From Ligonier’s Theologian for the Ages:
John Calvin (1509–1564) is easily the most important Protestant theologian of all time and remains one of the truly great men who have lived. A world-class theologian, a renowned teacher, an ecclesiastical statesman, and a valiant Reformer, Calvin is seen by many as the greatest influence on the church since the first century. Apart from the biblical authors themselves, Calvin stands as the most influential minister of the Word the world has ever seen. Philip Melanchthon revered him as the most able interpreter of Scripture in the church, and therefore labeled him simply “the theologian.” And Charles Spurgeon said that Calvin “propounded truth more clearly than any other man that ever breathed, knew more of Scripture, and explained it more clearly.”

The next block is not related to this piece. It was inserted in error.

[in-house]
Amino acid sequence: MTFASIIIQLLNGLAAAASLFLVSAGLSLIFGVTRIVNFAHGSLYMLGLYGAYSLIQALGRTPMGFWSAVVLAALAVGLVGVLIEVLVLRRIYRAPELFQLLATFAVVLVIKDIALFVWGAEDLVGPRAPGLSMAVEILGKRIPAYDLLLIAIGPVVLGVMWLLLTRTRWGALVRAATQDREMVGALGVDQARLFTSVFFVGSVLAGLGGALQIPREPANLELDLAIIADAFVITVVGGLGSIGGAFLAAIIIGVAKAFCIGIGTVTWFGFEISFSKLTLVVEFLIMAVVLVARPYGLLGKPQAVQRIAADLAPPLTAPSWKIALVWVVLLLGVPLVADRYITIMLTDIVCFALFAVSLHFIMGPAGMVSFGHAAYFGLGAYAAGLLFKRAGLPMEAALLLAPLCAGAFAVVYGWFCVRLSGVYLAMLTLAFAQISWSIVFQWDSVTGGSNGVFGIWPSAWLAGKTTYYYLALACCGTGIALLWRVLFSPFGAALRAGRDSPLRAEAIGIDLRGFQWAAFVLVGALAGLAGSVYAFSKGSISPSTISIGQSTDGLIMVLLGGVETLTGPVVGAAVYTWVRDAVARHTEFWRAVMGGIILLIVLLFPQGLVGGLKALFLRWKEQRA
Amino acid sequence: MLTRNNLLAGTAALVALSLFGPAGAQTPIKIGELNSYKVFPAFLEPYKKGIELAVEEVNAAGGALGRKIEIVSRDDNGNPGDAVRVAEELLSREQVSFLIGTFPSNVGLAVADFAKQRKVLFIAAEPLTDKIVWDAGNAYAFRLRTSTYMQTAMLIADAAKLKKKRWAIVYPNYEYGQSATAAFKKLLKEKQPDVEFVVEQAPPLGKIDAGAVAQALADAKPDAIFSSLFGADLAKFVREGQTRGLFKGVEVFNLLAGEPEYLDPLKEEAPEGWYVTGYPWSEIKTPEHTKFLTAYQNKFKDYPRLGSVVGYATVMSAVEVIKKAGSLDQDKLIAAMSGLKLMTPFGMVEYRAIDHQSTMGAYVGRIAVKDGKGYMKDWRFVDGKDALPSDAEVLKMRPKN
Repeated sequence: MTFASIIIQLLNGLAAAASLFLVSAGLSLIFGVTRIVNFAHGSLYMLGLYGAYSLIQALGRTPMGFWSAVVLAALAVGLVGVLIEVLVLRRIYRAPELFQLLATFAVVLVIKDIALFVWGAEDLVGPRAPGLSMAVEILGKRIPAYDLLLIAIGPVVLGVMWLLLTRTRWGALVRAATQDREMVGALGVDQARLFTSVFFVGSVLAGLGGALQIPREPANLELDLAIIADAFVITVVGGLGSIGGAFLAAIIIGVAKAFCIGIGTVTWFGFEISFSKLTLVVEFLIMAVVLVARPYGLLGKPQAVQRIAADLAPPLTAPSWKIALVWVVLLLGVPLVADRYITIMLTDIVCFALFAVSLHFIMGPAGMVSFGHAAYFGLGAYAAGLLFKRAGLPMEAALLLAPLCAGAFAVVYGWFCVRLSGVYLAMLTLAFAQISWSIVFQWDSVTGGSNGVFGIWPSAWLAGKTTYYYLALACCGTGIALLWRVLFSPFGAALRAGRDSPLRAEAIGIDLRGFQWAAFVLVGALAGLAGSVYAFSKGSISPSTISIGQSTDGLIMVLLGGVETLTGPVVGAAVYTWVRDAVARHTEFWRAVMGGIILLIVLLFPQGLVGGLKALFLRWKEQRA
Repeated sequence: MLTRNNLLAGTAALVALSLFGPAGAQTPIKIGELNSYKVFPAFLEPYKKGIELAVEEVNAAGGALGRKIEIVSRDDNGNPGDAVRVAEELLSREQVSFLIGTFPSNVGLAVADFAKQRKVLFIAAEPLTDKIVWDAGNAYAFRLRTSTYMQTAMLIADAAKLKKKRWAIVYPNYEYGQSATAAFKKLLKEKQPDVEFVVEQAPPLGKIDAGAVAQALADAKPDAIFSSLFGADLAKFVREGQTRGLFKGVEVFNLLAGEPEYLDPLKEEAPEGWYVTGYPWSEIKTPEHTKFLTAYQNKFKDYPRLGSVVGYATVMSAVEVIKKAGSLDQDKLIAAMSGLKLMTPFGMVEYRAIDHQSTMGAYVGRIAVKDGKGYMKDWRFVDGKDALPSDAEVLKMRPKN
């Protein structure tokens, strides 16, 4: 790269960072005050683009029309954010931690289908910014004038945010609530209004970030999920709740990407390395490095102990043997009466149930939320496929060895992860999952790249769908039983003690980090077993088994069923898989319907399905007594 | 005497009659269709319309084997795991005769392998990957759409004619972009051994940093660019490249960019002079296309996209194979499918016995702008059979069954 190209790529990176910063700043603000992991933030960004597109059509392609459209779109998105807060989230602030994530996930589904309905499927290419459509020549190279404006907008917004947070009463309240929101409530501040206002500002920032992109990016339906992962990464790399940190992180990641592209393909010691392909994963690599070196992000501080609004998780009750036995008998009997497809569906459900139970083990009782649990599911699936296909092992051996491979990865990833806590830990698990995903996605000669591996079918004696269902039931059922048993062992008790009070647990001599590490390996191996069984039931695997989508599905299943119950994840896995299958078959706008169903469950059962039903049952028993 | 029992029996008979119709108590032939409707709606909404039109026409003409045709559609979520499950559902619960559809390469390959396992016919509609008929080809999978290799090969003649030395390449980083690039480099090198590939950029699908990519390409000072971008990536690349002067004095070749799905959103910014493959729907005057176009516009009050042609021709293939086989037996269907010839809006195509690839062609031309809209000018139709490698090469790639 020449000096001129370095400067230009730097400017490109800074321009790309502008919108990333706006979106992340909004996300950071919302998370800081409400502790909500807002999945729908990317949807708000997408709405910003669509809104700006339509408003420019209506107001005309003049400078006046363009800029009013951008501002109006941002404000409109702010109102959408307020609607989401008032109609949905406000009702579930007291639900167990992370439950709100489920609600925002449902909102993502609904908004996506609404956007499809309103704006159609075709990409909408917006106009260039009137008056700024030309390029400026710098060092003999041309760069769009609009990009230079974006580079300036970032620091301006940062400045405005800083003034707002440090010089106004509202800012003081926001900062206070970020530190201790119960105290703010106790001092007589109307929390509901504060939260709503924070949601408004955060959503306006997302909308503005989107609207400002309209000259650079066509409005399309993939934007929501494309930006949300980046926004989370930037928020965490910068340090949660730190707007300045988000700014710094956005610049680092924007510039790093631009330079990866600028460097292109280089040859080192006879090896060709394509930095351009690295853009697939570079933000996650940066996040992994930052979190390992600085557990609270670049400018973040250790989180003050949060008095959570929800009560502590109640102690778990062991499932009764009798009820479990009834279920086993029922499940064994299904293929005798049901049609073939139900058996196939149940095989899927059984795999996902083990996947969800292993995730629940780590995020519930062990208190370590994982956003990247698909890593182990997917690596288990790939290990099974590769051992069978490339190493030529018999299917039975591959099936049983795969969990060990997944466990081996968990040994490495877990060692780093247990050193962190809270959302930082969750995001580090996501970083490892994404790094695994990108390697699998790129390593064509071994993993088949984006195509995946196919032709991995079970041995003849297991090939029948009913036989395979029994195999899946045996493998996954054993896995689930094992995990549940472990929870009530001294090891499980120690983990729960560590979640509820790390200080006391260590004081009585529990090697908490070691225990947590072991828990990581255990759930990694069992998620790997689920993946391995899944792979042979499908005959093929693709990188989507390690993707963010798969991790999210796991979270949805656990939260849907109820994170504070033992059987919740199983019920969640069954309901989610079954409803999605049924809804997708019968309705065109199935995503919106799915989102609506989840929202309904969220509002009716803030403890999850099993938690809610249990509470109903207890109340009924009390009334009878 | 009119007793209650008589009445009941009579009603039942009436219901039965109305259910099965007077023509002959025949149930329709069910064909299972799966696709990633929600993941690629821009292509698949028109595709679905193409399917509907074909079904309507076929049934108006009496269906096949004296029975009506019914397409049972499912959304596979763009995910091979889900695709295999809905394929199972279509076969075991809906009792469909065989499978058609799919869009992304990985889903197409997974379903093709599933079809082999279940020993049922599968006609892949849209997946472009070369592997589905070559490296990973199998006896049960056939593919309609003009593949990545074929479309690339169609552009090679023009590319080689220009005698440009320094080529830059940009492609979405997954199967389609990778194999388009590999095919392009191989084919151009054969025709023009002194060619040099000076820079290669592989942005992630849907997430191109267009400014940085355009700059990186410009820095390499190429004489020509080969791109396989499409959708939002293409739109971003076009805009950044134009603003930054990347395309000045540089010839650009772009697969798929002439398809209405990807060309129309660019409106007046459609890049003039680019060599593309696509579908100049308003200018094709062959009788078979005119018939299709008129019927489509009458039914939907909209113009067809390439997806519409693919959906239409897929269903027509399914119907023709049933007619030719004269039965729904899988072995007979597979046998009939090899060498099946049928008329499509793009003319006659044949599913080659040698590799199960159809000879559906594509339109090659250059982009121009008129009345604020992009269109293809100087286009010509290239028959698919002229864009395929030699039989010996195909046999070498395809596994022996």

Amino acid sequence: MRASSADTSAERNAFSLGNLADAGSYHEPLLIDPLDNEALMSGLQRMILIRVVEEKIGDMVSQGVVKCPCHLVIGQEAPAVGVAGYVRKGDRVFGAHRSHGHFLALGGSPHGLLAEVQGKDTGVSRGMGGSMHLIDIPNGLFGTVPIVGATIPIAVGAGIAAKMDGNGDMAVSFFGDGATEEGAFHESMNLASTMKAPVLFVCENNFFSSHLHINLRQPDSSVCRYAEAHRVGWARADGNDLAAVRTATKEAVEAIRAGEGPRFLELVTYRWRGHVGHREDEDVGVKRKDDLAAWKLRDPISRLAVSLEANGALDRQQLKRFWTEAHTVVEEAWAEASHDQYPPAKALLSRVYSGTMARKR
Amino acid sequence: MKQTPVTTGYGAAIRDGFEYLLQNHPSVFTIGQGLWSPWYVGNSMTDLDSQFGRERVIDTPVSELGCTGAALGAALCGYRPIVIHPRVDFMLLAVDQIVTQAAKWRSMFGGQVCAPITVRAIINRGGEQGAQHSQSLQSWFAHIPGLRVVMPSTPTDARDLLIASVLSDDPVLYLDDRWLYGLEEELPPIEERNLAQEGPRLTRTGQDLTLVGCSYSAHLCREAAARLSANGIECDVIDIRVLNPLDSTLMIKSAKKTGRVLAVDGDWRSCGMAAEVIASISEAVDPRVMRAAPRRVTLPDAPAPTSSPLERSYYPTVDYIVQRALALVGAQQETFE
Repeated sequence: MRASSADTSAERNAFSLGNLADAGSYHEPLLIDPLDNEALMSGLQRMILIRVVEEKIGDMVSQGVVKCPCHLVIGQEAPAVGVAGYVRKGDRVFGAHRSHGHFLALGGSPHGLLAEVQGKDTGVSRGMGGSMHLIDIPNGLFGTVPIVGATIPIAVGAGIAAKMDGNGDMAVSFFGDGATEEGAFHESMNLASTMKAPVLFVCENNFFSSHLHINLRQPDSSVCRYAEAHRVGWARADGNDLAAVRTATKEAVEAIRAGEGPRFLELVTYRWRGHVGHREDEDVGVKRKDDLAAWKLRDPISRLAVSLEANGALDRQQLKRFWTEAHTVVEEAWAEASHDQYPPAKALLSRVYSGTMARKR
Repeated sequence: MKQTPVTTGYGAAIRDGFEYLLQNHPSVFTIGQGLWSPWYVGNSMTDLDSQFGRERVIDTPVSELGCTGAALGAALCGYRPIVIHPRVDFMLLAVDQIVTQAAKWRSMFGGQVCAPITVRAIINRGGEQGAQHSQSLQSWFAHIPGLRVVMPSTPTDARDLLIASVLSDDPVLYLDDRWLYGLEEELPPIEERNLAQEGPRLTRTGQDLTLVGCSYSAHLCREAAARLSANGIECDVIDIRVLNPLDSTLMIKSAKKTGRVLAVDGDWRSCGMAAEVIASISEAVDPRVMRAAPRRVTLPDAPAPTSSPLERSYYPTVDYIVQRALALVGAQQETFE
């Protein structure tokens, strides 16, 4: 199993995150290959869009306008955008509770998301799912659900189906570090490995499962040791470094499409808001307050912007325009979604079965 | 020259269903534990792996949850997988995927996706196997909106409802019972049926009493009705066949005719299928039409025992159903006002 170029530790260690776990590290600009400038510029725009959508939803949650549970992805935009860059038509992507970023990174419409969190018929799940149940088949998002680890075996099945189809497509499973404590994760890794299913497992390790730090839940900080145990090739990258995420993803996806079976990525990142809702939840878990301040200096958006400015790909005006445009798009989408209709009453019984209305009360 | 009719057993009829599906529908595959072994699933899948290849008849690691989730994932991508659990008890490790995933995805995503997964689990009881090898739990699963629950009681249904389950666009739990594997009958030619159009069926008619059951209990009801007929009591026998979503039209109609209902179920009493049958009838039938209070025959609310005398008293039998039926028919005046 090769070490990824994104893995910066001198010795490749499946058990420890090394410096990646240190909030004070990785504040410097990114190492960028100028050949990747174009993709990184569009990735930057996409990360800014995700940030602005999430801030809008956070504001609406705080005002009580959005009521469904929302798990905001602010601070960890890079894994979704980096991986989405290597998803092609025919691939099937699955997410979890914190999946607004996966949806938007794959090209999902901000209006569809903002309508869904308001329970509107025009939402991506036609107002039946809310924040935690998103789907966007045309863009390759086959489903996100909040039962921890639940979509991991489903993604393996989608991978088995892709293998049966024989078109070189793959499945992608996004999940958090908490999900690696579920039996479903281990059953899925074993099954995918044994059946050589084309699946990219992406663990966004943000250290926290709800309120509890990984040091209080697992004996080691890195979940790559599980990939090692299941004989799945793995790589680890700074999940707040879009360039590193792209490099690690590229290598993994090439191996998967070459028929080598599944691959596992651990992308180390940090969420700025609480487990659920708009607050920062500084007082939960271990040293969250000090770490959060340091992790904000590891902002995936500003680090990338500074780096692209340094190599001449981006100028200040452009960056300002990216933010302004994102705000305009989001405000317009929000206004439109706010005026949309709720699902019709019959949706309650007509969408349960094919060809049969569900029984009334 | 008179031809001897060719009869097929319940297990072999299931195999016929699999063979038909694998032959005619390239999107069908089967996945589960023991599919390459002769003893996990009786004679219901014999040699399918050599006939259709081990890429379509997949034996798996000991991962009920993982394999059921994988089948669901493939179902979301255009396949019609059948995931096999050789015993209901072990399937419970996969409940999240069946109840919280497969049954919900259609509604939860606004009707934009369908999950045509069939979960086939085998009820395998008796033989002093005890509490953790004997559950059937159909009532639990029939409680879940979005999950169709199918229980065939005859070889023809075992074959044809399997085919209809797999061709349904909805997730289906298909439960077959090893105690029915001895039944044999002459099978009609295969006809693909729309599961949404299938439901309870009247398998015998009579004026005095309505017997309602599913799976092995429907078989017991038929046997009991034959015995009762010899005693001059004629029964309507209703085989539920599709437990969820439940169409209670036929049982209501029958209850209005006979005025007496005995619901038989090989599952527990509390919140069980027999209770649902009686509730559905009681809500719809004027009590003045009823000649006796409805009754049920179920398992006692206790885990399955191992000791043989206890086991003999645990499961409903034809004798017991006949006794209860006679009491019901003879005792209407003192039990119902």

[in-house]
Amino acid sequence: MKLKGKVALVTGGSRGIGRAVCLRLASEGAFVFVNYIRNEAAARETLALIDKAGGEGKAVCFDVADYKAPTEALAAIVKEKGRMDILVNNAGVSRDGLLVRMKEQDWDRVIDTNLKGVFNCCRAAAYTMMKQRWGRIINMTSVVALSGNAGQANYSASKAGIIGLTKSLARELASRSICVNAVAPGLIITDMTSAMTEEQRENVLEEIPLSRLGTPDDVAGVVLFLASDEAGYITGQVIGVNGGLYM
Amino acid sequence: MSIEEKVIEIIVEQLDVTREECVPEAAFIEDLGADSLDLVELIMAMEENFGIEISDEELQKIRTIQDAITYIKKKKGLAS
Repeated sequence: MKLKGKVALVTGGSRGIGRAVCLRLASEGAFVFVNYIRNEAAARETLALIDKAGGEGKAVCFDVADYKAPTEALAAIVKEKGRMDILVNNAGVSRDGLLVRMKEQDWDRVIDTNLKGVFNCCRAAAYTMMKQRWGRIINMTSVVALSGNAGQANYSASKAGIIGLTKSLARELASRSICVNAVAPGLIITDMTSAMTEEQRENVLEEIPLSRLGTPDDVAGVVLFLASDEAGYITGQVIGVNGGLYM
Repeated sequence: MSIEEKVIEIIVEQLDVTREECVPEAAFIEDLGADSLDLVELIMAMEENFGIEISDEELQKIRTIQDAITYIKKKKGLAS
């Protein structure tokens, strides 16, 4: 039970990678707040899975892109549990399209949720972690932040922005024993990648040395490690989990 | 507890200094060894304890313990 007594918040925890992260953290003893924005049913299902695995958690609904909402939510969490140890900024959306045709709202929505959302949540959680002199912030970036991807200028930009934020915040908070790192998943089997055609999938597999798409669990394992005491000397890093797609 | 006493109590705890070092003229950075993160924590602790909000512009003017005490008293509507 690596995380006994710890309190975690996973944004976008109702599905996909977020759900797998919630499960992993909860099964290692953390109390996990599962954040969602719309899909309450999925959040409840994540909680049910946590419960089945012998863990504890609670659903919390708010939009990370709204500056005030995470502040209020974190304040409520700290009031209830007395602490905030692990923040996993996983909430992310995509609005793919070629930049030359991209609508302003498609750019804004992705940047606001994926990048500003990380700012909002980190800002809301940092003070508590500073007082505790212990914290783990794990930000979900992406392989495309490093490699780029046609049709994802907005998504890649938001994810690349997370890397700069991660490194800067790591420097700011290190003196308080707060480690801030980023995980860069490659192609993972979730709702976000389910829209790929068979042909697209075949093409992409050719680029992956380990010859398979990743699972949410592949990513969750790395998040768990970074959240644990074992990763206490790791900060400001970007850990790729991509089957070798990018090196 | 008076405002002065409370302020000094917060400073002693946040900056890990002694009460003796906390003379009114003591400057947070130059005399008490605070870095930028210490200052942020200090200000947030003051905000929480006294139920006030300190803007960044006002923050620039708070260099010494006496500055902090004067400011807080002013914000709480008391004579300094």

A clever Arminian spoofs Calvinist prooftexting by arguing that Jesus died only for Paul:
What was the purpose and extent of the atonement? Was it to merely make salvation possible for all and secure it for none? Or was it to definitely secure salvation for Paul? After setting aside man-centered thinking, it can be proven with certainty that Jesus died to effectually secure salvation for Paul of Tarsus, and for Paul alone.
First, take a look at Galatians 2:20. This is the most important verse in the Bible, because it explicitly states the extent of the atonement (bold mine):
“I have been crucified with Christ and I no longer live, but Christ lives in me. The life I live in the body, I live by faith in the Son of God, who loved me and gave himself for me.”
This verse indisputably proves that Jesus died only for Paul.
From the humor site, the Babylon Bee: